Corrective Exercise - Part 1: The Foot, Ankle and Knee

by Justin Price |   Date Released : 19 May 2008
Justin Price

About the author: Justin Price

Justin Price is the creator of The BioMechanics Method® which provides corrective exercise education and certifications for fitness professionals (available through PTontheNet).  His techniques are used in over 40 countries by Specialists trained in his unique pain-relief methods and have been featured in Time magazine, Newsweek, The Wall Street Journal, The New York Times, LA Times, Men’s Health, Arthritis Today, and on Web MD, BBC and Discovery Health. He is also an IDEA International Personal Trainer of the Year, their National Spokesperson for chronic pain, subject matter expert on corrective exercise for the American Council on Exercise, TRX and BOSU, former Director of Content for PTontheNet and founding author of PTA Global.

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Comments (6)

Godwin, Tom | 20 Mar 2013, 10:55 AM

Great Article!

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ryder, christopher | 26 Jan 2013, 12:25 PM

very good! Interesting.

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Kyrousis, Timothy | 08 Oct 2012, 08:25 AM

Excellent!

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Price, Justin | 07 Jul 2012, 01:10 AM

“Thank you for you comment. This is a great question. This article on the foot, ankle and knee addresses some of the most common musculoskeletal imbalances that a health and fitness professional will encounter. Overpronation is much more prevalent than oversupination. As such, overpronation and its related compensatory patterns elsewhere in the body are discussed in this introductory article. You will find that some of your client's oversupinates. However, this is caused by less common compensations. For example, if someone shifts their weight onto one leg more than the other this can cause the foot to supinate as their weight rolls to the outside of the foot that holds more of their body weight. Alternatively, someone may have a leg length discrepancy where they may try to lengthen the shorter leg by raising the arch of the foot (i.e., supinate). There are many other patterns that can cause oversupination. However, as the majority of the population overpronates it is far more advantageous to focus on explaining this deviation in this article that focuses on the fundamentals of structural assessment”.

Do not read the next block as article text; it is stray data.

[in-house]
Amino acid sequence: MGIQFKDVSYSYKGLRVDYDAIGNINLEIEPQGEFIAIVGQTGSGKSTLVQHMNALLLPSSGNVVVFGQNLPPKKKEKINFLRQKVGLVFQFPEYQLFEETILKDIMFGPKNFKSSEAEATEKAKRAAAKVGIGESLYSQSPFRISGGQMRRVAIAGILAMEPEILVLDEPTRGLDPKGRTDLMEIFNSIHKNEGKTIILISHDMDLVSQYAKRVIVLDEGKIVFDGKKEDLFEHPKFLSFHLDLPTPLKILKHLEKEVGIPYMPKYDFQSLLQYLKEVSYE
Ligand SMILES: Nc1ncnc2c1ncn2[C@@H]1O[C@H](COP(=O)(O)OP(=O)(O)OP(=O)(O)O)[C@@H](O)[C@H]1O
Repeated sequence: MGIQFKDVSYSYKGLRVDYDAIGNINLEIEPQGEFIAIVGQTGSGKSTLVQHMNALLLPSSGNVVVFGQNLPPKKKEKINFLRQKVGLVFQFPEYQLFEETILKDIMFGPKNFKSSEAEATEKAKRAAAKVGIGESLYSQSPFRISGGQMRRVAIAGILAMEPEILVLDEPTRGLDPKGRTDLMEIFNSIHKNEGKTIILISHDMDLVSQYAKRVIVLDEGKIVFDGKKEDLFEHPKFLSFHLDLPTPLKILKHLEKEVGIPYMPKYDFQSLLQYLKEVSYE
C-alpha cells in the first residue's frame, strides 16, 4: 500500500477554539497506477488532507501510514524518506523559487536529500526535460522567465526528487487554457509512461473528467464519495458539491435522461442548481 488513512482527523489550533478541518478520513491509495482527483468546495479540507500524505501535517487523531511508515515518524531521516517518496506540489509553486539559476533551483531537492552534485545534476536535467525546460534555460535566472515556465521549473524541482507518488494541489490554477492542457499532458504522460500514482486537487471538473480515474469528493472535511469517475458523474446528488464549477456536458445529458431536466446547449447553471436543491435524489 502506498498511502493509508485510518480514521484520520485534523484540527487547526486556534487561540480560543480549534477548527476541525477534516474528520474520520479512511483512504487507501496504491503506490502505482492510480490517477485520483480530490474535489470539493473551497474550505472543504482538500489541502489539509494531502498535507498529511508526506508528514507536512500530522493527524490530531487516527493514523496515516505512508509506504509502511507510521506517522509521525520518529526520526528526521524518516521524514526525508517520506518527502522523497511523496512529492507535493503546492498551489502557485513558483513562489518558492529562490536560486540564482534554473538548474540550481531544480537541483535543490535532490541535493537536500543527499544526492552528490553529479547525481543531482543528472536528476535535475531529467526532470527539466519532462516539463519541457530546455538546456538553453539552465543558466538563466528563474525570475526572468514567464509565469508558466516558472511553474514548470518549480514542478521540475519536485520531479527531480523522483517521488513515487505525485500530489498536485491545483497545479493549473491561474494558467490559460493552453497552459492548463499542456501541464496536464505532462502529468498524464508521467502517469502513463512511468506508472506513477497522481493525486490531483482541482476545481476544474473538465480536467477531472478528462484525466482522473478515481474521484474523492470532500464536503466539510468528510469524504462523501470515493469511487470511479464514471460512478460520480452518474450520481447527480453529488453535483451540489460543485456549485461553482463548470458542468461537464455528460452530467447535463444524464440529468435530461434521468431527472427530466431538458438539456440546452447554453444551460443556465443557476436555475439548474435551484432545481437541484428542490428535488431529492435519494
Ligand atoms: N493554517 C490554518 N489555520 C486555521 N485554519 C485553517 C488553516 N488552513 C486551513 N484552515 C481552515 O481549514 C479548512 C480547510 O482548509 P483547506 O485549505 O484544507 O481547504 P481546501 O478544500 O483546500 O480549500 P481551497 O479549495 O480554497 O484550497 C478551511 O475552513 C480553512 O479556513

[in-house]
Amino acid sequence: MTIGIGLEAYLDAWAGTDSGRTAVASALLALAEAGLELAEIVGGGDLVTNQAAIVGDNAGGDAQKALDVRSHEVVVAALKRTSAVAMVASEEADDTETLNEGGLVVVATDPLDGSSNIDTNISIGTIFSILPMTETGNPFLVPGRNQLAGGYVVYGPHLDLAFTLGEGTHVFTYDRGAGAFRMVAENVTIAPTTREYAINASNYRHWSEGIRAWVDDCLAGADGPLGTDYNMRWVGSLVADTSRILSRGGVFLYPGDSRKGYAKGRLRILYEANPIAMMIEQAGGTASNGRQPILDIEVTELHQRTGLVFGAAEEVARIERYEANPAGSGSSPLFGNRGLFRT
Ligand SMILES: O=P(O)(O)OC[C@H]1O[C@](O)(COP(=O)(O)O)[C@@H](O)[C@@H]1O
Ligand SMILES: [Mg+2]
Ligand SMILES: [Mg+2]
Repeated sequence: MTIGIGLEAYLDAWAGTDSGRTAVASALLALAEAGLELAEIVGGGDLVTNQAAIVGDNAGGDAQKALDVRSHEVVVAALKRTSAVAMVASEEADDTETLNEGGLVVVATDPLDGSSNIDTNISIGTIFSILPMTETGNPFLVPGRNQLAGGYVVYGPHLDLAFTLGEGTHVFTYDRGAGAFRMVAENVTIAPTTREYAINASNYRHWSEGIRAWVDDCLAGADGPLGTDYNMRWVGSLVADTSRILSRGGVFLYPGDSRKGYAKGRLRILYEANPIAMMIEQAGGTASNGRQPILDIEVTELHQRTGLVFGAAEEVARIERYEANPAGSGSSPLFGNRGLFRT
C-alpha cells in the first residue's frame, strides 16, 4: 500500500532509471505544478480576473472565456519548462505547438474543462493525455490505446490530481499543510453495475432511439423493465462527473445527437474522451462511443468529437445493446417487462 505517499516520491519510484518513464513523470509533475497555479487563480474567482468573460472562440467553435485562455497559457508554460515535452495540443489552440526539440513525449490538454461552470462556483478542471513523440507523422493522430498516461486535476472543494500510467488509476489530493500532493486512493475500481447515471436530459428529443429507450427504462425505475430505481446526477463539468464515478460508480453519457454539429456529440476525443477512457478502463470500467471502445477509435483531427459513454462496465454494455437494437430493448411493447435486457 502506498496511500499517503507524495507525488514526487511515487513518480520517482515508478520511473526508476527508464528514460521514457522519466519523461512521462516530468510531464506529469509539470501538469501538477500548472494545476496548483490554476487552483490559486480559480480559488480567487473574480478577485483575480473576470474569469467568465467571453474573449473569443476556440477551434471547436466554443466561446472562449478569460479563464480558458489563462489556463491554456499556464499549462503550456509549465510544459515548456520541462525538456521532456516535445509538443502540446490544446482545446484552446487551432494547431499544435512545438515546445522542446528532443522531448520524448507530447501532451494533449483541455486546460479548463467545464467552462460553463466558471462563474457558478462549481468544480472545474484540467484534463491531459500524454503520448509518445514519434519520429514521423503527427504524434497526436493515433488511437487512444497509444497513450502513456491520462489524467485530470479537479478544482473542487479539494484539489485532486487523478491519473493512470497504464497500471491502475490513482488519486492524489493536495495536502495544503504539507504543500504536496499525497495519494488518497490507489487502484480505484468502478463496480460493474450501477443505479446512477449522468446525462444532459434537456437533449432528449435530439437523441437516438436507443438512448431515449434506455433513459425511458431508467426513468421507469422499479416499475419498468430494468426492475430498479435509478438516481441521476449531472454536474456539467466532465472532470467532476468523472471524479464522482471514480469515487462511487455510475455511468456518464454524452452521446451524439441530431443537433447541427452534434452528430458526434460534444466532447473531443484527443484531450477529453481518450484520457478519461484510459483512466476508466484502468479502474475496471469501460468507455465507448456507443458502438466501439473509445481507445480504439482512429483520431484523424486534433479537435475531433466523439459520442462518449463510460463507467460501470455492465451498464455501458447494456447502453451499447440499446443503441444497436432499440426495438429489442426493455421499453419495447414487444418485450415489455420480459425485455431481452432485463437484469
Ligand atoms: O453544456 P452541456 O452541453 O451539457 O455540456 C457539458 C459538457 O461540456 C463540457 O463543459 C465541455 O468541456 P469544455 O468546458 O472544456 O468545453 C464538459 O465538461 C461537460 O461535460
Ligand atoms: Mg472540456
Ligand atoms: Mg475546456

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Renshaw, Molly | 06 Jul 2012, 21:36 PM

What if your client oversupinates?

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Kimball, Becky | 24 Jun 2011, 14:51 PM

very much enjoyed this article. Served as a good refresher.

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